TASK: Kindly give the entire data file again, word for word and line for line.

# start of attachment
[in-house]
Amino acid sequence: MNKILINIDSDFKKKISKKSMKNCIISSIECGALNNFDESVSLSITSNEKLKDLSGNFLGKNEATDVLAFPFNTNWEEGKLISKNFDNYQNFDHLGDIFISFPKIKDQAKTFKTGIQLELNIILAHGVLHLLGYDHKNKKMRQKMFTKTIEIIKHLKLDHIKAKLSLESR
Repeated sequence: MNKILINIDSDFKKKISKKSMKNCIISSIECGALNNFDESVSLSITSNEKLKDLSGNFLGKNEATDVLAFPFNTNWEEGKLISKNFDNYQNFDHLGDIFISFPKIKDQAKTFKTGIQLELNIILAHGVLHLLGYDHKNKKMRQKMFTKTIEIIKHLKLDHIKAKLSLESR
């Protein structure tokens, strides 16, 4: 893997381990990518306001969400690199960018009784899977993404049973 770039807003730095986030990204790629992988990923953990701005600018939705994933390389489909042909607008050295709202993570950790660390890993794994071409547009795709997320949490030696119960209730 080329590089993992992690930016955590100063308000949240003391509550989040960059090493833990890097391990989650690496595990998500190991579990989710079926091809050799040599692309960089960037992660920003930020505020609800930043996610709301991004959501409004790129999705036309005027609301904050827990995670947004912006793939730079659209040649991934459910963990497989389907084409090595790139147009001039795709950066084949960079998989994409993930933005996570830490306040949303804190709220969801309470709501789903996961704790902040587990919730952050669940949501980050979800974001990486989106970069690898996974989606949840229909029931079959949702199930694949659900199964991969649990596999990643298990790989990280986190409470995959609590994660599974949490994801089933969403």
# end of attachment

[in-house]
Amino acid sequence: MNKILINIDSDFKKKISKKSMKNCIISSIECGALNNFDESVSLSITSNEKLKDLSGNFLGKNEATDVLAFPFNTNWEEGKLISKNFDNYQNFDHLGDIFISFPKIKDQAKTFKTGIQLELNIILAHGVLHLLGYDHKNKKMRQKMFTKTIEIIKHLKLDHIKAKLSLESR
Repeated sequence: MNKILINIDSDFKKKISKKSMKNCIISSIECGALNNFDESVSLSITSNEKLKDLSGNFLGKNEATDVLAFPFNTNWEEGKLISKNFDNYQNFDHLGDIFISFPKIKDQAKTFKTGIQLELNIILAHGVLHLLGYDHKNKKMRQKMFTKTIEIIKHLKLDHIKAKLSLESR
């Protein structure tokens, strides 16, 4: 893997381990990518306001969400690199960018009784899977993404049973 770039807003730095986030990204790629992988990923953990701005600018939705994933390389489909042909607008050295709202993570950790660390890993794994071409547009795709997320949490030696119960209730 080329590089993992992690930016955590100063308000949240003391509550989040960059090493833990890097391990989650690496595990998500190991579990989710079926091809050799040599692309960089960037992660920003930020505020609800930043996610709301991004959501409004790129999705036309005027609301904050827990995670947004912006793939730079659209040649991934459910963990497989389907084409090595790139147009001039795709950066084949960079998989994409993930933005996570830490306040949303804190709220969801309470709501789903996961704790902040587990919730952050669940949501980050979800974001990486989106970069690898996974989606949840229909029931079959949702199930694949659900199964991969649990596999990643298990790989990280986190409470995959609590994660599974949490994801089933969403």